Four hurricanes battered the state of Florida during 2004, the most affecting any state since Texas endured four in 1884. Each of the storms changed the coast differently. Average shoreline change within the right front quadrant of hurricane force winds varied from 1 m of shoreline advance to 20 m of retreat, whereas average sand volume change varied from 11 to 66 m3 m−1 of net loss (erosion). These changes did not scale simply with hurricane intensity as described by the Saffir-Simpson Hurricane Scale. The strongest storm of the season, category 4 Hurricane Charley, had the least shoreline retreat. This was likely because of other factors like the storm's rapid forward speed and small size that generated a lower storm surge than expected. Two of the storms, Hurricanes Frances and Jeanne, affected nearly the same area on the Florida east coast just 3 wk apart. The first storm, Frances, although weaker than the second, caused greater shoreline retreat and sand volume erosion. As a consequence, Hurricane Frances may have stripped away protective beach and exposed dunes to direct wave attack during Jeanne, although there was significant dune erosion during both storms. The maximum shoreline change for all four hurricanes occurred during Ivan on the coasts of eastern Alabama and the Florida Panhandle. The net volume change across a barrier island within the Ivan impact zone approached zero because of massive overwash that approximately balanced erosion of the beach. These data from the 2004 hurricane season will prove useful in developing new ways to scale and predict coastal-change effects during hurricanes.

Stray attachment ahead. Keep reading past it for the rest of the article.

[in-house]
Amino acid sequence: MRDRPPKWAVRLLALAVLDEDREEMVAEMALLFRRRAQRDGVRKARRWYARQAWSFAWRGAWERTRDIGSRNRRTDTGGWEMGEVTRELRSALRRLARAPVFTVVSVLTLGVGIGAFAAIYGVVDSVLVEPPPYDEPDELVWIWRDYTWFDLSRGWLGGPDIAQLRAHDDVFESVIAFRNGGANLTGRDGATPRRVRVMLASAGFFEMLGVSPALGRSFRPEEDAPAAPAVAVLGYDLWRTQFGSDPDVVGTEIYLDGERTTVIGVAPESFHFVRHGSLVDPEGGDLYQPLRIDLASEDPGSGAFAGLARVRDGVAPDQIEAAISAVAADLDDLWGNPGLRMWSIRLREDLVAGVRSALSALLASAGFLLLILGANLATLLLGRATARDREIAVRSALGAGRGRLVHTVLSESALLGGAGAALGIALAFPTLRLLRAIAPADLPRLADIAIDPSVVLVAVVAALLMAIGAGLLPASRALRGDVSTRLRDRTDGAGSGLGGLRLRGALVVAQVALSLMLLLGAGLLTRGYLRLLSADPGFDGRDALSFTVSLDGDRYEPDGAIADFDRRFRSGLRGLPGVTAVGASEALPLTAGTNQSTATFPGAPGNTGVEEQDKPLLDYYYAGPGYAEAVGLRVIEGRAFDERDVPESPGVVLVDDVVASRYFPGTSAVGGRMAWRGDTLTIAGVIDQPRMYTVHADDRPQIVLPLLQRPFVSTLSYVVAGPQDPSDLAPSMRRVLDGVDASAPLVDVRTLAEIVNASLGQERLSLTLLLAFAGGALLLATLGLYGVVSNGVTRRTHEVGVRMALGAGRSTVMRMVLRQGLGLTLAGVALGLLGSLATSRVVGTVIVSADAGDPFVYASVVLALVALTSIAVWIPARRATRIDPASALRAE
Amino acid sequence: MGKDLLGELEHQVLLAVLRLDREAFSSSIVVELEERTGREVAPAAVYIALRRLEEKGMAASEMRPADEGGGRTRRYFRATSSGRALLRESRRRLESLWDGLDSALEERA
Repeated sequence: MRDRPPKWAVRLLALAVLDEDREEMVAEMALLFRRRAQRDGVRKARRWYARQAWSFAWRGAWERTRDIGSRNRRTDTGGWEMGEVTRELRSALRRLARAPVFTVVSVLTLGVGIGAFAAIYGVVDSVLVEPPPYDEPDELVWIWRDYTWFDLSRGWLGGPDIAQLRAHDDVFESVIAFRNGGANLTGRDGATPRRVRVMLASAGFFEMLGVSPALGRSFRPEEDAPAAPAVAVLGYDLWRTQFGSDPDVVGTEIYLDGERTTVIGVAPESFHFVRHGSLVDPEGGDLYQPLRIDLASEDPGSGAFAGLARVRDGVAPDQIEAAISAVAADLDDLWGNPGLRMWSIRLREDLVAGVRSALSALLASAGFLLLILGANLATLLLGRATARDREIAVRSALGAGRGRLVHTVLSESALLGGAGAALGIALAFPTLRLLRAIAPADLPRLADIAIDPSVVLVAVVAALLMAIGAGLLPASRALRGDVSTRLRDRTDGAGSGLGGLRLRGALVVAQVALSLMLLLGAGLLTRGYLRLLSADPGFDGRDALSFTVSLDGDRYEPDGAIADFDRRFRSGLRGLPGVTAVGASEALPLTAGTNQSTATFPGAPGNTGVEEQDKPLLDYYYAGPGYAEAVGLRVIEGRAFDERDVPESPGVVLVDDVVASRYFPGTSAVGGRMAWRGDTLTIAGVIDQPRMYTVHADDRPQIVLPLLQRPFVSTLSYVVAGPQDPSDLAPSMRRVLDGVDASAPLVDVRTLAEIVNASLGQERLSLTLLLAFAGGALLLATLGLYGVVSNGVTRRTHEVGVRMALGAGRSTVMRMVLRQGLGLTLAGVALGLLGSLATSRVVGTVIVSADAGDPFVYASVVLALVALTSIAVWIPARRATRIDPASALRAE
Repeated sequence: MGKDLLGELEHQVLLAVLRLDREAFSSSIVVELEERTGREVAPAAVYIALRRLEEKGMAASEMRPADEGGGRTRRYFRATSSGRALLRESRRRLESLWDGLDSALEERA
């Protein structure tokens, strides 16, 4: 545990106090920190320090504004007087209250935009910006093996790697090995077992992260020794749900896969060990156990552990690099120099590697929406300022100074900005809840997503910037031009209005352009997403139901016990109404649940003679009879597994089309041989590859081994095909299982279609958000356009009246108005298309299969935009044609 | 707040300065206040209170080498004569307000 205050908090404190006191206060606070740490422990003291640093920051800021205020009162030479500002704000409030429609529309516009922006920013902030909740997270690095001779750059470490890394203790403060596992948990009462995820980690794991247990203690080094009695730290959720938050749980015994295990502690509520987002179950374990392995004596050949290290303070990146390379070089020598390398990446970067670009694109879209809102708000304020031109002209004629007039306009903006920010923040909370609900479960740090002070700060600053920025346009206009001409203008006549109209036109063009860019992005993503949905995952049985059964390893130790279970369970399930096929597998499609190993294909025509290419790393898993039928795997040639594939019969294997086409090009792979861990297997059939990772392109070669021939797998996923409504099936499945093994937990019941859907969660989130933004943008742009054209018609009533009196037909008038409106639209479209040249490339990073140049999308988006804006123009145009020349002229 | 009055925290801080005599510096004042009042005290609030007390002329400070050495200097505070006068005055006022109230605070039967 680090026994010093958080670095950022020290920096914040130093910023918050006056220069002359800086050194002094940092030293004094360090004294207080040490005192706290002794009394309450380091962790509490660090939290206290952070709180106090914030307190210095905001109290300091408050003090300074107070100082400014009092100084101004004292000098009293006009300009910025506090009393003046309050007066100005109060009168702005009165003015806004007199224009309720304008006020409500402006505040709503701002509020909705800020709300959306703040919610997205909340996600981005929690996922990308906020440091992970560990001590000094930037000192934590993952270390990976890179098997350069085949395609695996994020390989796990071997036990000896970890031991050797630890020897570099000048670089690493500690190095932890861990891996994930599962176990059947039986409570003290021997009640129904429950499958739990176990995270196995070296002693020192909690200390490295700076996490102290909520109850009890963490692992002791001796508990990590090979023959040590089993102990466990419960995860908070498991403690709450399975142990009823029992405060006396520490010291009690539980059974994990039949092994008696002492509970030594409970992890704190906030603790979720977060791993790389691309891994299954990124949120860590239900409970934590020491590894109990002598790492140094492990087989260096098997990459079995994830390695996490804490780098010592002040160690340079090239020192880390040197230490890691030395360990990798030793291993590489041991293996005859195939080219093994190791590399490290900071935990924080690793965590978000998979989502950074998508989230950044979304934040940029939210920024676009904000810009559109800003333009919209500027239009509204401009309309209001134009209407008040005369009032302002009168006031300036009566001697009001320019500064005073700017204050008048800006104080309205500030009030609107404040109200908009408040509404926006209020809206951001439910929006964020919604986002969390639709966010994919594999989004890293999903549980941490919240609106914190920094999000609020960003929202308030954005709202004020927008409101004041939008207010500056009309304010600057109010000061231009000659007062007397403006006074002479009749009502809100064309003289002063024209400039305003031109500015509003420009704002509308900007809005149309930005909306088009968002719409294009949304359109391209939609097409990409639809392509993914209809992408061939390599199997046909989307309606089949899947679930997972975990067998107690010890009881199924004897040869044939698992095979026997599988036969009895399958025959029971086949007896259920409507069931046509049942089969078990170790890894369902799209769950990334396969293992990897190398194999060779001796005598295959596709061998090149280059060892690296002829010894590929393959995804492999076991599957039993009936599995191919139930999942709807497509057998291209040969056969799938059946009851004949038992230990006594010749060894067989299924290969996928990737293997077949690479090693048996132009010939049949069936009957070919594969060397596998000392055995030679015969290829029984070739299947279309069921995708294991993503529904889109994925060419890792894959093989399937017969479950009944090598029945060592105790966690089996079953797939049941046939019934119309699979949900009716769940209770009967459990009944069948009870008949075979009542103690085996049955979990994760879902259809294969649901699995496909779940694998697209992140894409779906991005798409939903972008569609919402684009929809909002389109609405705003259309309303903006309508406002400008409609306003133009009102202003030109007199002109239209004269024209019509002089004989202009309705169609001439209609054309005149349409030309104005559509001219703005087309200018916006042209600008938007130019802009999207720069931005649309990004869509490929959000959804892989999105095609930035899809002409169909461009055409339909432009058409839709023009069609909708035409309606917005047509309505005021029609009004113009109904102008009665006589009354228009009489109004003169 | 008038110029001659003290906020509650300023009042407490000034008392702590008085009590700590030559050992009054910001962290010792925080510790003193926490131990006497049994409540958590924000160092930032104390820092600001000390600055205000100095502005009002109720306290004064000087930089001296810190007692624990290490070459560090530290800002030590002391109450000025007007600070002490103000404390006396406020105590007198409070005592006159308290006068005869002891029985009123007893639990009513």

Additional publication details
|Publication Subtype||Journal Article|
|Title||Hurricanes 2004: An overview of their characteristics and coastal change|
|Series title||Estuaries and Coasts|
|Contributing office(s)||St. Petersburg Coastal and Marine Science Center|
|State||Alabama, Florida, Georgia, Louisiana, Mississippi, South Carolina|
|Google Analytic Metrics||Metrics page|